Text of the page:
I wake up at 7:30. I enjoy a scenic 45-minute commute on a double-decker bus from Canary Wharf to St Paul’s, Sir Christopher Wren’s architectural masterpiece in the City of London. I read the news on Wall Street Journal and Financial Times and check my calendar to prepare for my meetings that day. I oversee controls related to model risk management across all divisions of the firm (Global Markets, Global Wealth Management, Corporate and Investment Banking) and all functions (Risk, Finance, Technology) globally. I spend a significant time of my day speaking to stakeholders to build an understanding of processes related to model risk management and evaluate the design and operating effectiveness of controls related to model risk.

11) The world of banking and finance still brings forth images of a man’s world. What advice would you give to women who want to pursue a career in banking/finance?

It is a known fact that women do not negotiate salary increases as hard as men. Women also feel the need to be fully prepared before they assume a new role or expand responsibilities. While men tend to embrace new opportunities confidently, women oftentimes experience a lot of self-doubts and sell themselves short when it comes to promotions and progression in their careers. These feelings of self-doubt and imposter syndrome are especially amplified in male-dominated fields such as technology and finance.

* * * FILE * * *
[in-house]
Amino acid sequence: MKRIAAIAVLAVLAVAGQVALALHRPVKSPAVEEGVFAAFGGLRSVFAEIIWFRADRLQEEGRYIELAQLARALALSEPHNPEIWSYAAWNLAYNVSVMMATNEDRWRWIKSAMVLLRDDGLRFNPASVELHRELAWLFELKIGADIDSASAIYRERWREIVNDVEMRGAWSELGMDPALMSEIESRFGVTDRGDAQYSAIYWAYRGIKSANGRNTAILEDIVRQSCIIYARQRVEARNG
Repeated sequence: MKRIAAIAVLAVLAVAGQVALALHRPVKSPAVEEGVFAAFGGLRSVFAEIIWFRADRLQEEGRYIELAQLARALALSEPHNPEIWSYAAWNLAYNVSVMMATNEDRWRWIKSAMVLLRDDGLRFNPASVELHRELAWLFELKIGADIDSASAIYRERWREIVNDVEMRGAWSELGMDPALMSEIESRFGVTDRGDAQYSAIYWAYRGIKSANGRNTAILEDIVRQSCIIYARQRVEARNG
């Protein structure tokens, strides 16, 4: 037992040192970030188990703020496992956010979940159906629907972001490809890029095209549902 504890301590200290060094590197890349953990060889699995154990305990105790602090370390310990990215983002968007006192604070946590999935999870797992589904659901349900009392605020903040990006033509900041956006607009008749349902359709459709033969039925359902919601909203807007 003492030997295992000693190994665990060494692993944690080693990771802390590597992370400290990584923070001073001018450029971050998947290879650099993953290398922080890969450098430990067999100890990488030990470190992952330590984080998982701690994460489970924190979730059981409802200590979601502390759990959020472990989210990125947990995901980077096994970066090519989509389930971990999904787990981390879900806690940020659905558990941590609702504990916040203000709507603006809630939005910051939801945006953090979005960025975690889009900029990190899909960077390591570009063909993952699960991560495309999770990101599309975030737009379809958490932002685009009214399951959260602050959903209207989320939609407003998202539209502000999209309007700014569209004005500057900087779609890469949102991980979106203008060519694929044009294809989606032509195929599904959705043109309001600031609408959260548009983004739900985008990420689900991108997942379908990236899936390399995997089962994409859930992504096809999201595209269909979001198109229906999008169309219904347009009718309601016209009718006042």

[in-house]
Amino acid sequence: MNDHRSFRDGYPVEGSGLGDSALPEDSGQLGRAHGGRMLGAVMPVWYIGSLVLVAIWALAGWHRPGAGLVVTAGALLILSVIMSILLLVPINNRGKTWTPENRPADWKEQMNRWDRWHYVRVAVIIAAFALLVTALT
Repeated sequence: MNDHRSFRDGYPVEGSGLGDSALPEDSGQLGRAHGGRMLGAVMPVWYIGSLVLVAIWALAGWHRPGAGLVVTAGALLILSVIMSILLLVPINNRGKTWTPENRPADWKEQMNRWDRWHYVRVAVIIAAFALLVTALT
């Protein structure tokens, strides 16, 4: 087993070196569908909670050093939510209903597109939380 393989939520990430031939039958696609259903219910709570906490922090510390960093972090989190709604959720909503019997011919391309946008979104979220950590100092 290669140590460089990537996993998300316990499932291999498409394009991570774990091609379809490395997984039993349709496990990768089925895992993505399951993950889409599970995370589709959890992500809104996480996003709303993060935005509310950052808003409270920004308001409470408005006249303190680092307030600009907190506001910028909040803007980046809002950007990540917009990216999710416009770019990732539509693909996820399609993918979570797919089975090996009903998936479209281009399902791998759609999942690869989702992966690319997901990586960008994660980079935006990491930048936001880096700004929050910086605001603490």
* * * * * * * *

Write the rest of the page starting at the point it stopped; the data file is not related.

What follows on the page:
A recent article argued that women will often sacrifice ambition and responsibility for security and an ability to cope, and men do not do that. While I do not necessarily agree that this argument is true for all women (especially for Mount Holyoke women who are daring and bold), I believe that women should take an active responsibility for their success and embrace risks and challenges especially at a time when more resources become available to women and we grow up with female role models our grandmothers and great-grandmothers did not have. I also think that as Mount Holyoke women we have the responsibility to stay true to Mary Lyon’s legacy and always remember to “go forward, attempt great things, and accomplish great things.” There is something incredibly empowering to be a trailblazer in a field and pave the way for other women in your field.

12) What is more important ambition, talent or neither?

Albert Einstein would say: “Genius is 1% talent and 99% percent hard work…” I strongly believe that without drive, strong work ethic, and ambition, talent is insufficient to leave a mark in any field.

Vennie’s artwork can be found on her website or on Instagram

Interview conducted by Anne Boucher ’13, 25th October 2018